When considering a motion to dismiss pursuant to Fed.R.Civ.P. 12(b)(6), the Court must view the Complaint in the light most favorable to the Plaintiff and the Complaint's well-pleaded factual allegations must be accepted as true. Williams v. Ramos, 71 F.3d 1246, 1250 (7th Cir. 1995). Therefore, a complaint can only be dismissed if a plaintiff cannot prove any set of facts upon which relief can be granted. Travel All Over the World, Inc. v. Kingdom of Saudi Arabia, 73 F.3d 1423, 1429-30 (7th Cir. 1996). However, the Court is not bound by a plaintiff's legal conclusions. Baxter by Baxter v. Vigo County School Corp., 26 F.3d 728, 730 (7th Cir. 1994).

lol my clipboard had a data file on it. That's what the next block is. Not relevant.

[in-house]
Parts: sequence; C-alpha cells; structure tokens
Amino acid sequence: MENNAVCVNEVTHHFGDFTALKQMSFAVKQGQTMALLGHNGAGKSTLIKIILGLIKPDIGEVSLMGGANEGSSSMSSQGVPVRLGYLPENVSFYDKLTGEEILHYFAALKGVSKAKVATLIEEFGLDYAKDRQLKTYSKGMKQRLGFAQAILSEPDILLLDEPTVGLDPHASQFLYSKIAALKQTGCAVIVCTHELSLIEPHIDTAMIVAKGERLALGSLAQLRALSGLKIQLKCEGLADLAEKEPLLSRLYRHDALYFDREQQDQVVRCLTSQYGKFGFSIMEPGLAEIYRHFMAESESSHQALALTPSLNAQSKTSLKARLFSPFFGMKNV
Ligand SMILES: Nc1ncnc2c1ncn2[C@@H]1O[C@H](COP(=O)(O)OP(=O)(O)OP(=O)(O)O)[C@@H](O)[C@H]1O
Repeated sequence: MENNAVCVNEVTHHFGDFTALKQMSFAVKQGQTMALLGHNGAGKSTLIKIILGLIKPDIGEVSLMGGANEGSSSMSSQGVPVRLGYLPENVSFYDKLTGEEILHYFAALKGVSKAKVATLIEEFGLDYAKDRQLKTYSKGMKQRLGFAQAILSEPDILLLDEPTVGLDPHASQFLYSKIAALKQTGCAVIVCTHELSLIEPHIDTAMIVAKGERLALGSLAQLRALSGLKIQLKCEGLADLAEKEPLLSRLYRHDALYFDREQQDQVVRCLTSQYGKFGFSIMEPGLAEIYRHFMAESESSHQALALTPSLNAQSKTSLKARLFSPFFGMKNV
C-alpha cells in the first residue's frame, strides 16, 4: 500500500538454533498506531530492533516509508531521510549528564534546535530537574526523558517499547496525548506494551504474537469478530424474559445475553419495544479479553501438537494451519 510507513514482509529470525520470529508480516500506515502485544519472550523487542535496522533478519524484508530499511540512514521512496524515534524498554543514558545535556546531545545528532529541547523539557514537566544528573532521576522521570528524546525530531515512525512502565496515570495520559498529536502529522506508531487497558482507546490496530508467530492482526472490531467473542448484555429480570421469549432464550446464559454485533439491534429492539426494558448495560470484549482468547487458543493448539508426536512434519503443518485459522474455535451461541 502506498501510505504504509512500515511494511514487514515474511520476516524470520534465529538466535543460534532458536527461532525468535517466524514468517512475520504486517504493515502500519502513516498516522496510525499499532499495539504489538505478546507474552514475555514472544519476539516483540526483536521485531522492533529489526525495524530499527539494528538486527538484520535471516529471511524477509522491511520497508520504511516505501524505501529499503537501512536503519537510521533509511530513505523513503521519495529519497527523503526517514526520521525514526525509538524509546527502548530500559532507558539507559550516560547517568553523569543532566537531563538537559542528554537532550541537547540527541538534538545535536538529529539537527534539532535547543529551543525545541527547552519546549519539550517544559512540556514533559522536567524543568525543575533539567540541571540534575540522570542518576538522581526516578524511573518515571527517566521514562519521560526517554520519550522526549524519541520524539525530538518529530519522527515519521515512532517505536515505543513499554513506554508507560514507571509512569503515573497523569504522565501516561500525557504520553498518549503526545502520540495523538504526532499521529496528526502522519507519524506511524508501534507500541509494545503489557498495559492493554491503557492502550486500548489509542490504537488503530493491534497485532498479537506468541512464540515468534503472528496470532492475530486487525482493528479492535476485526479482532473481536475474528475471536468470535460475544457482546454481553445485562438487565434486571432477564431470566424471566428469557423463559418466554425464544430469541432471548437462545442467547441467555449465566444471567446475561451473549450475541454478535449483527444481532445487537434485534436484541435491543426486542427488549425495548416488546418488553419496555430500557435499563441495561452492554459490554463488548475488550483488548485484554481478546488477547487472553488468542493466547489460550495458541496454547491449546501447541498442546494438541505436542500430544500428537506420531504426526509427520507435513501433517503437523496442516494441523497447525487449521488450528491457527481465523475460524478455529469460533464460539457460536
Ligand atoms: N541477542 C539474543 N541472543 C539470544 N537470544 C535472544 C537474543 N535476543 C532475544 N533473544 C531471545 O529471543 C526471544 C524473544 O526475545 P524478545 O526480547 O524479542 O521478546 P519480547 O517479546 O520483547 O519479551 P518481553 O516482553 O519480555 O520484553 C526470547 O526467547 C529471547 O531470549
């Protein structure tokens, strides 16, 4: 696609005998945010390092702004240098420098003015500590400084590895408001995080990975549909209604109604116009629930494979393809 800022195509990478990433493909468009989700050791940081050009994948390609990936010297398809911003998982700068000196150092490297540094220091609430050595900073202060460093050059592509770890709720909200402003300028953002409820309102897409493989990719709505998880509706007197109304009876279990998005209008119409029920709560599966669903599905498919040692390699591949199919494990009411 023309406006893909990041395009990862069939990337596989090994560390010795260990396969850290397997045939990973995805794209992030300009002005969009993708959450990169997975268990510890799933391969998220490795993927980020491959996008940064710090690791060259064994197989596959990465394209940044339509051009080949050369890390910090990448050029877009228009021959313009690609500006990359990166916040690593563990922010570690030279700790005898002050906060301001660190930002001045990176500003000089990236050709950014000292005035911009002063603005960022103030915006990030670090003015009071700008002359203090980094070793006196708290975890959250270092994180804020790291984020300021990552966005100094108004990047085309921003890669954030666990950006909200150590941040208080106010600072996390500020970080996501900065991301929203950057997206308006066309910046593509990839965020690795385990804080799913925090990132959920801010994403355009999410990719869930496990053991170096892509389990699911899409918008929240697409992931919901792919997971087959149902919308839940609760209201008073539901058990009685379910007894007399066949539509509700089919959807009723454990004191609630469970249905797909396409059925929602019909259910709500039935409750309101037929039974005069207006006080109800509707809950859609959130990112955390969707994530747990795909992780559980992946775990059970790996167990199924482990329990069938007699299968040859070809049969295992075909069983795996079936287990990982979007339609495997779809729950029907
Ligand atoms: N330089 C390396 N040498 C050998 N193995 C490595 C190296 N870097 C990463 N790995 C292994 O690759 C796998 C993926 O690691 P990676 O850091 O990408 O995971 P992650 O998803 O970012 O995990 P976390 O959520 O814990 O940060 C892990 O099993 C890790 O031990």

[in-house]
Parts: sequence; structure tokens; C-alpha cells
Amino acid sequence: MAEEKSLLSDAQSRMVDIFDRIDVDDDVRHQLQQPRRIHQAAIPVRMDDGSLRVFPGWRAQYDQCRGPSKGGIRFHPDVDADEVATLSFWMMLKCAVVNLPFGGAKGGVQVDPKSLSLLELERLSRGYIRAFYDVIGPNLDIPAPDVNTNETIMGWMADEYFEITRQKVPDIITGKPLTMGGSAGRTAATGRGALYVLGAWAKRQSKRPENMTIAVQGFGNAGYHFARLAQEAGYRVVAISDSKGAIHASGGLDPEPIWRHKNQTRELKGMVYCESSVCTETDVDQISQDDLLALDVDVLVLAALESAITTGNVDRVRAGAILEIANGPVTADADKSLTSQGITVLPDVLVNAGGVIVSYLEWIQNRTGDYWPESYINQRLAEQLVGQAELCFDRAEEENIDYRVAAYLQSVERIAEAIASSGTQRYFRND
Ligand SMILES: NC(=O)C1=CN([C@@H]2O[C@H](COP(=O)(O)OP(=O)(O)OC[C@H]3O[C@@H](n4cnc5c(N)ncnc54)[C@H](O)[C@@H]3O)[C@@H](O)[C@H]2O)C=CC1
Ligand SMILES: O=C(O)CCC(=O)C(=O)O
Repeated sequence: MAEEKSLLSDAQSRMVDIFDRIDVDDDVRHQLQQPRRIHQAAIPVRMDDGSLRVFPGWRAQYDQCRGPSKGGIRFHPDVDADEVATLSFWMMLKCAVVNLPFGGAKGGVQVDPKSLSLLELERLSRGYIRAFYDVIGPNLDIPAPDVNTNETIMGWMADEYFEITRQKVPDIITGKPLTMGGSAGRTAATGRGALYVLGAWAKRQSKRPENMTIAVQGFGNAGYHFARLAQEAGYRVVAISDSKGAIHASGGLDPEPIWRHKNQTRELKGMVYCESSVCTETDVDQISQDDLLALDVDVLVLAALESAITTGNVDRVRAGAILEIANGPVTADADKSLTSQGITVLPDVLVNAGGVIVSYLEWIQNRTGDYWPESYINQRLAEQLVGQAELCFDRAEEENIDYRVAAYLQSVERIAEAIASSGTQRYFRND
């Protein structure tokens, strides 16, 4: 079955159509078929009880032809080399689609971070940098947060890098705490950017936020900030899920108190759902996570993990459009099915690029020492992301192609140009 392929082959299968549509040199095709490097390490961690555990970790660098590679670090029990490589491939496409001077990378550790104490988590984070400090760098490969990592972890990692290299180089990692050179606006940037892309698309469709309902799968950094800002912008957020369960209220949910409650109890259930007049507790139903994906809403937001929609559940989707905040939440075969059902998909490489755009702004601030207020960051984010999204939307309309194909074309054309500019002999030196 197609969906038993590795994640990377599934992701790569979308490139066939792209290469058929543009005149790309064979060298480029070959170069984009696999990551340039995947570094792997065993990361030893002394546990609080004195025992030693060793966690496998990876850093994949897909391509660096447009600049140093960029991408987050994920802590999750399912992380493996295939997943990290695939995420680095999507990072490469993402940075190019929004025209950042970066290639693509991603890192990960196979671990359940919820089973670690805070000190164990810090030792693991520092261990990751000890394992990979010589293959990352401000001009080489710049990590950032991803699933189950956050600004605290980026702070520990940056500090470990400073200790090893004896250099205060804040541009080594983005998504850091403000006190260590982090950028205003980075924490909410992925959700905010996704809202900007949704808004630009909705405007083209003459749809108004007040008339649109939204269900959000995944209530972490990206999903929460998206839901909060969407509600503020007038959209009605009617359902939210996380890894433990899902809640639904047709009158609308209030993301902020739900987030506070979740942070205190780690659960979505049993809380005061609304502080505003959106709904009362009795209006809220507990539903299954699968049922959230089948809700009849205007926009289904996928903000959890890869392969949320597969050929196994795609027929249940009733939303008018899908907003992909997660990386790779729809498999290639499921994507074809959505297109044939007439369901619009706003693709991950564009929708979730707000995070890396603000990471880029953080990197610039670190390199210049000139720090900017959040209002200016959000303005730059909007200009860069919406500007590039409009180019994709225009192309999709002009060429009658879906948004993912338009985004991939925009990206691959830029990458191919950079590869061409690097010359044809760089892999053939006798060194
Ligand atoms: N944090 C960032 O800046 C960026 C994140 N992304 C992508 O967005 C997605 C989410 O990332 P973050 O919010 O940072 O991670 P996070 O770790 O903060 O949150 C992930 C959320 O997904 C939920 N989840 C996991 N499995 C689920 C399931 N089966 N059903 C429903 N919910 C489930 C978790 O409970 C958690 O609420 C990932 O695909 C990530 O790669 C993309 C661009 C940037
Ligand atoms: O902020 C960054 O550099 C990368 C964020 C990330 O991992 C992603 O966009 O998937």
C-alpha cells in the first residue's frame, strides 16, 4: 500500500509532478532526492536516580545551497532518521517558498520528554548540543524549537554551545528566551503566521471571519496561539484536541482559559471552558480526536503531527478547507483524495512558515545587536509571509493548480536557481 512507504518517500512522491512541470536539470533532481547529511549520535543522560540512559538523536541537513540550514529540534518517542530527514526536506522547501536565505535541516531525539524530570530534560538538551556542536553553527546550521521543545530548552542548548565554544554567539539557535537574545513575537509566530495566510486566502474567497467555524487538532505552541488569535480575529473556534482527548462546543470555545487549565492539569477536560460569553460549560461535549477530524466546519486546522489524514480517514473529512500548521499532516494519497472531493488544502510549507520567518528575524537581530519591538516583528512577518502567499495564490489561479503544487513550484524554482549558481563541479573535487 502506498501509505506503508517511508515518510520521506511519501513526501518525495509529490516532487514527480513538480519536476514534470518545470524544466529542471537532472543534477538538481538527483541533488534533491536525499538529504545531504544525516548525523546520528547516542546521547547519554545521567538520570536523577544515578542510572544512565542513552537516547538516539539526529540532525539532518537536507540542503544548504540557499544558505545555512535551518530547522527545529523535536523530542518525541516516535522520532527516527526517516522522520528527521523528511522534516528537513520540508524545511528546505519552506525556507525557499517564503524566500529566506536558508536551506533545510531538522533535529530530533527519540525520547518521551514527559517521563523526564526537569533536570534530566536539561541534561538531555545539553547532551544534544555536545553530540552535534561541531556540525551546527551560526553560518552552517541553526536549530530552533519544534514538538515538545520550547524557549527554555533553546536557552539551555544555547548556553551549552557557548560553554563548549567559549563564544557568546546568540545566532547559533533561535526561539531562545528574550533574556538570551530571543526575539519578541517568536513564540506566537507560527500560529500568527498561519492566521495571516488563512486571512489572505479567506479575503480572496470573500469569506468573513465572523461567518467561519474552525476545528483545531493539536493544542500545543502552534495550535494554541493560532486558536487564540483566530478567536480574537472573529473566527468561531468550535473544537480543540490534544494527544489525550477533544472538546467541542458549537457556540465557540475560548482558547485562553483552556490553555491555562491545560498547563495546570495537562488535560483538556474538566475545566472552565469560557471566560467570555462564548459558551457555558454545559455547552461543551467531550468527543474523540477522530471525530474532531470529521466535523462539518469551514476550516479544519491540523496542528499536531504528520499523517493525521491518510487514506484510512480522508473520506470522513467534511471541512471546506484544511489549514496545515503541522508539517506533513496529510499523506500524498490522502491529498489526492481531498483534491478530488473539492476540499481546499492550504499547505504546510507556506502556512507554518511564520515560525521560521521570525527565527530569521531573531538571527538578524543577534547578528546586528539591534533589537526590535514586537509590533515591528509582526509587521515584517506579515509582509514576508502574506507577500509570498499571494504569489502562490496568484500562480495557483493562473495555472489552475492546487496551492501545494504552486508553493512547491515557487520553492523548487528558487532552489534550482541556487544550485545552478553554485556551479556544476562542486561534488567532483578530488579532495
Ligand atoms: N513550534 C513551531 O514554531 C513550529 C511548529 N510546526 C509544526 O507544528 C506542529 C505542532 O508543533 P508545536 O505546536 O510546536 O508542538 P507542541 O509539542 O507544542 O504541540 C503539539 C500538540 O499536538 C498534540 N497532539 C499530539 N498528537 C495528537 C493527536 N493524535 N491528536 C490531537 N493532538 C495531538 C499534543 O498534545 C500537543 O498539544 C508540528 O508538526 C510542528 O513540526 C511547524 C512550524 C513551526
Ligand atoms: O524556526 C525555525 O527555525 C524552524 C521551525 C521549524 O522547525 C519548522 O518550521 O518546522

Defendants*fn1 have moved to dismiss the Amended Complaint. On September 14, 2005, the Court appointed a Guardiam Ad Litem ("GAL") to represent the interests of the minor Plaintiffs N.D., and Z.D. Due to a scrivener's error K.D. was not appointed counsel until March 22, 2006 and therefore no response has been filed on her behalf. Because the claims and rights of the parents differ from those of the children, the Court will address the parents' claims first, and then the childrens' claims.
All of the motions to dismiss are based on, inter alia, the Rooker-Feldman doctrine and Younger abstention doctrine. For the reasons that follow, the Court finds the parents ...